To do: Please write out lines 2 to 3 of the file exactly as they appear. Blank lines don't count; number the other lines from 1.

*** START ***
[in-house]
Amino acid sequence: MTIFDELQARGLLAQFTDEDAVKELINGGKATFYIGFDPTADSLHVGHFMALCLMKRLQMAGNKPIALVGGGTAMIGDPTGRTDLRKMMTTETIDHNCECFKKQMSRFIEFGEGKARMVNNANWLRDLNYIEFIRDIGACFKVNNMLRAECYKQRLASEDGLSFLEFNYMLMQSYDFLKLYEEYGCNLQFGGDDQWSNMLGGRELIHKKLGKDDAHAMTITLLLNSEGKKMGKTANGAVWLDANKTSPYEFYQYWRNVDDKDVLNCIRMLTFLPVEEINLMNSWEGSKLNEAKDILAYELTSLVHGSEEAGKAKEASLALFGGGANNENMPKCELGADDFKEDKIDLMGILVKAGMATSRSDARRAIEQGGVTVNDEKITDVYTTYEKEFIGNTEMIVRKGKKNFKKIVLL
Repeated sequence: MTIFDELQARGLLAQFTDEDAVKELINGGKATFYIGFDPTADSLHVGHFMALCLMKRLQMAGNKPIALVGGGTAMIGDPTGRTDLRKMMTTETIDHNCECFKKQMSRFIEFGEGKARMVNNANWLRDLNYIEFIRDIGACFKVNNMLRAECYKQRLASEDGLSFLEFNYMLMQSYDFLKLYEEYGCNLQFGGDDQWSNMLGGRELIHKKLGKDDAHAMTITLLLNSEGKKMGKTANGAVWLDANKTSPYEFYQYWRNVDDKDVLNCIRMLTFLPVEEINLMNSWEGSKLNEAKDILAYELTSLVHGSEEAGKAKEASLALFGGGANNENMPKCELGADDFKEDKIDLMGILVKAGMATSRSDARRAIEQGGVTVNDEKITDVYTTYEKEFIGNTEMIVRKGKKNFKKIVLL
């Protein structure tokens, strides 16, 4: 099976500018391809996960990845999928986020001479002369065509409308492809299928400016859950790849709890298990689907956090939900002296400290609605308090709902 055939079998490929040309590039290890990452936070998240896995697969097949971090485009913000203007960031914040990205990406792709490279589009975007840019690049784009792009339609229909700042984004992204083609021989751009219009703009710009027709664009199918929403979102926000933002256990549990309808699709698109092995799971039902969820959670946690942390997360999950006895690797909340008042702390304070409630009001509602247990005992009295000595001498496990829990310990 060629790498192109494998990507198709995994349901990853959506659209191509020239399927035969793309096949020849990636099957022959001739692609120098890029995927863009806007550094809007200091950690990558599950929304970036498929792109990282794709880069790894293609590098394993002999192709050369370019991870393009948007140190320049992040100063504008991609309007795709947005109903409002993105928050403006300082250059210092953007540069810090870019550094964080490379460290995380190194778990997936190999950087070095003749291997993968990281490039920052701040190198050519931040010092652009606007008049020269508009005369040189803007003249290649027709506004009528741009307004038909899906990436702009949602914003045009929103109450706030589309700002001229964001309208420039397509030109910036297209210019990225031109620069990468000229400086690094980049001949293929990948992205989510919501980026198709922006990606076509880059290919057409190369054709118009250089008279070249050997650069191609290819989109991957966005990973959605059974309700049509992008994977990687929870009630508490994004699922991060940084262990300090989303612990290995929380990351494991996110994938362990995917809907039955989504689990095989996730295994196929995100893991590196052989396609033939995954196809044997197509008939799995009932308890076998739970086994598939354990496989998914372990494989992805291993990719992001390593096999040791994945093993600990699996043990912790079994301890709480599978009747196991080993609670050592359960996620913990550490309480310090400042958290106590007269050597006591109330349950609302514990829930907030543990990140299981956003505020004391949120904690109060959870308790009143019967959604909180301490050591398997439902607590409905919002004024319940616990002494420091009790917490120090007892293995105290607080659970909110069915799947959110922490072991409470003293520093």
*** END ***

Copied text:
Amino acid sequence: MTIFDELQARGLLAQFTDEDAVKELINGGKATFYIGFDPTADSLHVGHFMALCLMKRLQMAGNKPIALVGGGTAMIGDPTGRTDLRKMMTTETIDHNCECFKKQMSRFIEFGEGKARMVNNANWLRDLNYIEFIRDIGACFKVNNMLRAECYKQRLASEDGLSFLEFNYMLMQSYDFLKLYEEYGCNLQFGGDDQWSNMLGGRELIHKKLGKDDAHAMTITLLLNSEGKKMGKTANGAVWLDANKTSPYEFYQYWRNVDDKDVLNCIRMLTFLPVEEINLMNSWEGSKLNEAKDILAYELTSLVHGSEEAGKAKEASLALFGGGANNENMPKCELGADDFKEDKIDLMGILVKAGMATSRSDARRAIEQGGVTVNDEKITDVYTTYEKEFIGNTEMIVRKGKKNFKKIVLL
Repeated sequence: MTIFDELQARGLLAQFTDEDAVKELINGGKATFYIGFDPTADSLHVGHFMALCLMKRLQMAGNKPIALVGGGTAMIGDPTGRTDLRKMMTTETIDHNCECFKKQMSRFIEFGEGKARMVNNANWLRDLNYIEFIRDIGACFKVNNMLRAECYKQRLASEDGLSFLEFNYMLMQSYDFLKLYEEYGCNLQFGGDDQWSNMLGGRELIHKKLGKDDAHAMTITLLLNSEGKKMGKTANGAVWLDANKTSPYEFYQYWRNVDDKDVLNCIRMLTFLPVEEINLMNSWEGSKLNEAKDILAYELTSLVHGSEEAGKAKEASLALFGGGANNENMPKCELGADDFKEDKIDLMGILVKAGMATSRSDARRAIEQGGVTVNDEKITDVYTTYEKEFIGNTEMIVRKGKKNFKKIVLL